Any printed document or letter.
Mr. Van Buren, from the Committee on the Judiciary, to whom was referred the Message of the President of the United States, in relation to certain acts of the Governor of the Territory of Arkansas, reported a bill, "confirming certain acts of James Miller, as Governor of the Territory of Arkansas, and for other purposes." The bill was twice read.
Mr. Van Buren, from the Committee on the Judiciary, submitted a report on the petition of Thomas Hewes, of Louisiana, accompanied by a bill for his relief. The bill was read, and passed to a second reading, and the report was ordered to be printed.
Mr. Van Buren, from the Committee on the Judiciary, to whom was referred the petition of Charles S. Hempstead, and others, members of the bar in Missouri, reported a bill to alter the times of holding the District Courts in the District of Missouri; which was read, and passed to a second reading.
Mr. Van Buren, from the Committee on the Judiciary, to whom was referred the bill, entitled "An act giving the consent and sanction of Congress to a certain act of the Legislative Council of the Territory of Florida," reported it without amendment.
Mr. Van Buren, of New York, said, that it had not been his intention to add any thing to the remarks he had heretofore submitted on the motion now under consideration, but some explanation on his part had become necessary. It would, he thought, be injustice, as well to his constituents as to himself, to suffer the new views which had been taken of the subject by his honorable colleague, to pass... Continue Reading
The fourth section of the original bill having been stricken out, yesterday, the question was upon inserting a new section, proposed in lieu of it, by Mr. Van Buren, which provides that, on a return of no property found, upon a fieri facias, the plaintiff may file an affidavit that he has good cause to believe that a fraudulent conveyance, or concealment of property, has been made by the debtor;... Continue Reading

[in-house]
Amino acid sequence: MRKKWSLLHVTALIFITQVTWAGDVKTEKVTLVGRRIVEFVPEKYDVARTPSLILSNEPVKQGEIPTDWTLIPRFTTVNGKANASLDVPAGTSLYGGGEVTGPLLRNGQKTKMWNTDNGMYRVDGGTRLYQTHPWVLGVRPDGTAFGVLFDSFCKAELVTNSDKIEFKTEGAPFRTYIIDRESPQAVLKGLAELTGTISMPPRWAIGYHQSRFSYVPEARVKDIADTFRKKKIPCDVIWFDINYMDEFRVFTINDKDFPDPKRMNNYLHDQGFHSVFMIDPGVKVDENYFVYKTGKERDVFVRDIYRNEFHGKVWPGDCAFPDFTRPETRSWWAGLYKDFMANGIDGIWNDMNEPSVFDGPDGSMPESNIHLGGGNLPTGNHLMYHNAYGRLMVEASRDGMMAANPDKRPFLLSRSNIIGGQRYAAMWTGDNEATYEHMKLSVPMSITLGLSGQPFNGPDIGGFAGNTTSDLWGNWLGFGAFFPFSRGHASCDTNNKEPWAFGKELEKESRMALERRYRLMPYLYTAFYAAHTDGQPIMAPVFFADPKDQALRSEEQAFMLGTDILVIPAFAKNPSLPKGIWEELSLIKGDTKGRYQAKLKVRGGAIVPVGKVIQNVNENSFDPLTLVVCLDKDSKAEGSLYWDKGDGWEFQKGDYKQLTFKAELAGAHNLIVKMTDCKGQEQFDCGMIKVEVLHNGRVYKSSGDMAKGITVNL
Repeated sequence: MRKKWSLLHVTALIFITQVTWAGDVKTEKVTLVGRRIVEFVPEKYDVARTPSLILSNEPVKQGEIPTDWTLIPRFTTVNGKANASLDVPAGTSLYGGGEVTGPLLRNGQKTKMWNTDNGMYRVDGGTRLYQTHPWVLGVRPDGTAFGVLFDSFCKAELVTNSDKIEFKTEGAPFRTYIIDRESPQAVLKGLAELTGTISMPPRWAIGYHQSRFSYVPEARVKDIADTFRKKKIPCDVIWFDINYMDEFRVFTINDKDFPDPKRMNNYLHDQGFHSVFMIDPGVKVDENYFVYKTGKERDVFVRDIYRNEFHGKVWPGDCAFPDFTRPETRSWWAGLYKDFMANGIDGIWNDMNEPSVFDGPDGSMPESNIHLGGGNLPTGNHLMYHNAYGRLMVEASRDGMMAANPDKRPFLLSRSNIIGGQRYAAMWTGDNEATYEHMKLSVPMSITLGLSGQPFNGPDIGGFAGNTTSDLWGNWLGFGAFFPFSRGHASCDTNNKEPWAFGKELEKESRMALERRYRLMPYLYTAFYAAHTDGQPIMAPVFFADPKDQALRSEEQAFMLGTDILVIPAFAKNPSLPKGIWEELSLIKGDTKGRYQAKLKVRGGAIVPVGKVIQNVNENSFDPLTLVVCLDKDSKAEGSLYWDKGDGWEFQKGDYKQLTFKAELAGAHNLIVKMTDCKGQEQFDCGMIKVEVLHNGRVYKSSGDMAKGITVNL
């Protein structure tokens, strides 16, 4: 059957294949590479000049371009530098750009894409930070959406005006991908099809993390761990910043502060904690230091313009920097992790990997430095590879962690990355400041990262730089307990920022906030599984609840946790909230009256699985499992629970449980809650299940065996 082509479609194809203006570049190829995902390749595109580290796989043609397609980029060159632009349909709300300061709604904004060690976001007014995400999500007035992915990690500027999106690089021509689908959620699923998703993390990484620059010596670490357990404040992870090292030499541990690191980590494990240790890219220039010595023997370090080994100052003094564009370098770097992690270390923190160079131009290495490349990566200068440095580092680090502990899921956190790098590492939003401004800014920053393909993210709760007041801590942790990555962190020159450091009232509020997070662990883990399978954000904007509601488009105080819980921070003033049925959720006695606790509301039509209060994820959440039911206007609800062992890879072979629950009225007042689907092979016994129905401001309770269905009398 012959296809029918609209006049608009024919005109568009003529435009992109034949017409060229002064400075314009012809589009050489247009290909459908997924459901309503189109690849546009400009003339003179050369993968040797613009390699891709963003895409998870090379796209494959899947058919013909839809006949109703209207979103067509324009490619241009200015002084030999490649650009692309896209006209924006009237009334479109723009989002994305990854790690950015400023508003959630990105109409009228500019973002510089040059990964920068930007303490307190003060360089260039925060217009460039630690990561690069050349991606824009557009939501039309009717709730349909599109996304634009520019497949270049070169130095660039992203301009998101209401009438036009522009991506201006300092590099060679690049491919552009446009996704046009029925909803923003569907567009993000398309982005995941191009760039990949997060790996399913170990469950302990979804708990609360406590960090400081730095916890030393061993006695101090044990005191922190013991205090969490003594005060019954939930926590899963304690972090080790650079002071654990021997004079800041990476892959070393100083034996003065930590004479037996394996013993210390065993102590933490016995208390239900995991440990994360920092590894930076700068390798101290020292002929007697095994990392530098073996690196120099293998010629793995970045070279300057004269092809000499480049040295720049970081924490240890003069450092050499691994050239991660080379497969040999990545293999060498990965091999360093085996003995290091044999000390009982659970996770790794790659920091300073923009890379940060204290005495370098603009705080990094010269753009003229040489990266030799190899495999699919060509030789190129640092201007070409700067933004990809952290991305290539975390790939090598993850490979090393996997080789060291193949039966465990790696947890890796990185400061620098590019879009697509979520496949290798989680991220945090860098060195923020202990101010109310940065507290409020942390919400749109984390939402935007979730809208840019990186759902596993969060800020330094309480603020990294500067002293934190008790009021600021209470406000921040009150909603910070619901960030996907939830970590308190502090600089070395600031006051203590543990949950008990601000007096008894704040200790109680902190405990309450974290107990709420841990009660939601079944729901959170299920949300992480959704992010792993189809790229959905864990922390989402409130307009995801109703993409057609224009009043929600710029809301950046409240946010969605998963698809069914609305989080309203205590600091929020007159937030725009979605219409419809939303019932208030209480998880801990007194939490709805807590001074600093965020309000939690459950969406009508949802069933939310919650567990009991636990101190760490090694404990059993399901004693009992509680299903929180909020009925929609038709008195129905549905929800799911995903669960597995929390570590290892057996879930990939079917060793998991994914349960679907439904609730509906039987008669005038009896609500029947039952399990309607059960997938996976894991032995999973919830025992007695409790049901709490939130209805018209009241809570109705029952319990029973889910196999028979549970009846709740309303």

Mr. Van Buren made a few remarks, in explanation of his amendment. The question was upon adopting his substitute for the first section of the bill; which substitute provides that, on an affidavit of the debtor's intention to leave the country, substantiated by the evidence of two credible witnesses, the creditor shall have a right to hold him to bail. Mr. Mills suggested several amendments to... Continue Reading
Mr. Van Buren said he was in the minority on the committee that reported this bill, and subsequent reflection had confirmed him in the opinion that the bill ought not to pass. Before the State of Alabama was admitted into the Union, she was required to pass an ordinance that the then navigable waters within her territories should be forever free from toll or exaction to her own citizens, and to... Continue Reading
On motion by Mr. Van Buren, the last mentioned bill was recommitted to the Committee on the Judiciary.
Mr. Van Buren, from the Committee on the Judiciary, to whom was referred two resolutions upon the expediency of amending the judiciary system of the United States, reported two bills on the subject; one of which provides, that no law of any of the States shall be rendered invalid, without the concurrence of at least five Judges of the Supreme Court; their opinions to be separately expressed. The... Continue Reading
The motion to take up the resolutions prevailed. Mr. King of New York, then moved for the indefinite postponement of the whole subject. This motion gave rise to considerable discussion, in which Messrs. King of New York, Hayne, Van Buren, Lowrie, Lloyd of Maryland, Mills, Holmes of Maine, Bell, and Dickerson, participated. It was contended, on the one hand, that it could not be expected by the... Continue Reading
Mr. V. B., from the same committee, to whom the subject was referred by resolution of the Senate of the 17th December last, reported a bill in addition to the act relative to the election of a President and Vice President of the United States, which was twice read, by unanimous consent.
Mr. V. B., from the same committee, to whom was referred the bill to provide for the settlement of certain pecuniary claims against the United States, reported it without amendments.
Mr. Van Buren, from the Committee on the Judiciary, to whom was referred the bill in addition to an act entitled "An act to amend the ordinance and acts of Congress for the government of the Territory of Michigan, and for other purposes," reported it without amendment.
On motion of Mr. Smith, the Senate (as in Committee of the Whole) resumed the consideration of the bill from the other House, making appropriations for the military service of the United States, for the year 1824. The question was stated from the Chair, to be upon the motion made by Mr. Macon, when the bill was before under consideration, to strike out the clause providing for the purchase of a... Continue Reading